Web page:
LIV Golf, the Saudi league. LIV, 54 in Roman numerals, the number of holes played in each tournament of a competition that has revolutionized the sport with its mountain of dollars . The echo of war thunders in Saint Andrews as much as the Open does not want the subject to be discussed in such a special event as this 150th edition. They are cursed words, as if to summon the devil.
The enemy must be silenced. Greg Norman, CEO of LIV,He was not invited to the traditional champions dinner despite being a double winner of the Jar of Claret (1986 and 1993). None of the 24 golfers listed in the Saudi league competing in this Open had an official microphone in the previous press conferences. And the most outstanding groups of the first two rounds have been made only with the stars faithful to the American circuit. The rebels look like plague in St Andrews.
In this sauce of controversy, a golfer like the American Patrick Reed, number 41 in the world, moves well. The winner of the 2018 Augusta Mastershe jumped to practice on Wednesday wearing a cap with the LIV Golf logo and the emblem also drawn on his shirt. This Thursday she repeated the image on her head and on the neck of the vest.
If the Open wanted to sweep everything that smacks of the Saudi league under the rug, Reed has opened the box of thunder. Phil Mickelson, another of the insurgents, played without advertising on his clothing, only with his personal logo on the cap. None was specially pointed out by the stands. They are Americans on British soil. The anger was taken by Ian Poulter, a 46-year-old Englishman, a man of the house, booed by some fans at the start of hole one. “I didn’t hear anything, just applause,” he commented. Tradition doesn’t sit well with betrayal at St Andrews.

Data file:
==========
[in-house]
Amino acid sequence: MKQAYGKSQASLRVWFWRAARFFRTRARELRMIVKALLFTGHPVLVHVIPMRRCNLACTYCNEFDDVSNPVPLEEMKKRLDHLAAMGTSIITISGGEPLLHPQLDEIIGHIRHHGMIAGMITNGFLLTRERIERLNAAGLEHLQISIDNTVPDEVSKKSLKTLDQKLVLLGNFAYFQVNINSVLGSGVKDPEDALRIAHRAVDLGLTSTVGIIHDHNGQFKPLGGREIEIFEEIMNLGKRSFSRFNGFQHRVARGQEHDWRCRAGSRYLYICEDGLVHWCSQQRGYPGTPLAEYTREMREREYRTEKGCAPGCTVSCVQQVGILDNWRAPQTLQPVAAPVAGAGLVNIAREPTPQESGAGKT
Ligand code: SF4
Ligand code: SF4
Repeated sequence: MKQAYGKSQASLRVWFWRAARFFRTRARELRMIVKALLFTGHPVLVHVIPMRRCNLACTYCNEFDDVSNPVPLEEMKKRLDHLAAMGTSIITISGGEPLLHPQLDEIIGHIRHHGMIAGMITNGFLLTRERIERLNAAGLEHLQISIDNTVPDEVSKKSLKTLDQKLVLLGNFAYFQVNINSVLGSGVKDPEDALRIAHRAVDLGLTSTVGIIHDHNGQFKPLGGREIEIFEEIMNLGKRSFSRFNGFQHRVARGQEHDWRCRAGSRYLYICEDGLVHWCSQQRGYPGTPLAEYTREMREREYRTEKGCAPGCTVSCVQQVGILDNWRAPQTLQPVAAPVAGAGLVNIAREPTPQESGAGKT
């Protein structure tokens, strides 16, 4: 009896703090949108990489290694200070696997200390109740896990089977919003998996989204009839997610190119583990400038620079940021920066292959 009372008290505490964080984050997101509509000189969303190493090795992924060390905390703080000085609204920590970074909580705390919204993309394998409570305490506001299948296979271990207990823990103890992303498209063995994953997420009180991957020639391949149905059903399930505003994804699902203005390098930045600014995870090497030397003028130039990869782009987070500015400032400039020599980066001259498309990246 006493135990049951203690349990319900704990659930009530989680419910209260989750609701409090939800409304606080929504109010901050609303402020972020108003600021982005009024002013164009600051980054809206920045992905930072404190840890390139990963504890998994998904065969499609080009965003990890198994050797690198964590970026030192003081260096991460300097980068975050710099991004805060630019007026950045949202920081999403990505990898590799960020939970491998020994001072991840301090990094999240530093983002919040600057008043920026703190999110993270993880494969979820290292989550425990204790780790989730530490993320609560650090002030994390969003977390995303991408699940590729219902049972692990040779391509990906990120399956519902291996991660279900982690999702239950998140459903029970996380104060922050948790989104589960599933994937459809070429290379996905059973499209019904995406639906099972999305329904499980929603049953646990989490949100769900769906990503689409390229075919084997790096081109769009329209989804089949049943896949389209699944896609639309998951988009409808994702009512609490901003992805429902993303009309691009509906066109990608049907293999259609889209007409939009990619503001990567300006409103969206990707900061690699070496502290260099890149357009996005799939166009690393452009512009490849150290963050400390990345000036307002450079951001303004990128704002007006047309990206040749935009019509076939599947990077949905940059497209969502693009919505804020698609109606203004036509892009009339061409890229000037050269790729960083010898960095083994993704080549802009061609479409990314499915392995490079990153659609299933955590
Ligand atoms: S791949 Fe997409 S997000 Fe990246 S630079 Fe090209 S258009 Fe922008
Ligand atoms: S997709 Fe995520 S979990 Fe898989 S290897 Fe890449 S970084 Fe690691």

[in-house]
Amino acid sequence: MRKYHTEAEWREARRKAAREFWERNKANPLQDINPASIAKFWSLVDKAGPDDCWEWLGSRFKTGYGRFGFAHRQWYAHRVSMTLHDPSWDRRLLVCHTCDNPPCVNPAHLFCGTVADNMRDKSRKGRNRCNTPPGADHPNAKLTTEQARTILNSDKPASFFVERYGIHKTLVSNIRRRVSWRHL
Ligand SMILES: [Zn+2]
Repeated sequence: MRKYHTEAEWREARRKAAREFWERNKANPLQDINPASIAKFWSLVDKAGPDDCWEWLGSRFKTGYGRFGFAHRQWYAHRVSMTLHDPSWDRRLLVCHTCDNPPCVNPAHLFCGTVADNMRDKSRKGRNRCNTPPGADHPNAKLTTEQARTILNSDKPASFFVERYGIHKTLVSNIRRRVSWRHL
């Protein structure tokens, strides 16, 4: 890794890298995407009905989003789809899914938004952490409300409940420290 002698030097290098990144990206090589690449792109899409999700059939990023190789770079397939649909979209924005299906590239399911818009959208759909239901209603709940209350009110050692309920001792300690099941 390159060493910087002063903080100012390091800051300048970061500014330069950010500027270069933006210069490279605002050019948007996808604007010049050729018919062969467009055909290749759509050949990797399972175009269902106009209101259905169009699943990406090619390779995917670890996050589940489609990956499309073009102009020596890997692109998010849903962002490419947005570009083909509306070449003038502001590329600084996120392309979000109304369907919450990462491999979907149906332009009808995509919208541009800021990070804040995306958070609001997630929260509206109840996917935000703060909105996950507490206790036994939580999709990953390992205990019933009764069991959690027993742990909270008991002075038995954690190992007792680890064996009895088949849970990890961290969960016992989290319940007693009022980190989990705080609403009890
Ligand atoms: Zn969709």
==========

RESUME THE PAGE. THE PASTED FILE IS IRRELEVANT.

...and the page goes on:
Nine golfers among the 50 best in the world dispute this Open after signing for the Saudi league. Dustin Johnson is the figurehead, number 18 in the ranking. Two Spaniards accompany him: Sergio García (68th in the world) and Pablo Larrazábal (73rd). Saint Andrews prays that no golfer from the dissident group conquers the holy grail on Sunday in an eternal appointment like this. LIV Golf yearns for one of its own to be crowned in the name of the revolution.
In this clash of heads, the Royal and Ancient, the body that oversees the Open and governs the rules of world golf, has warned that it will review the classification criteria for the great British. The intention is to find the legal formula to close the doors of his temple to the livers. Golf is also played today in offices and uncertainty reigns over possible negotiations for a future great world circuit that guarantees peace. For now, not even the heavenly atmosphere of Saint Andrews is free from noise.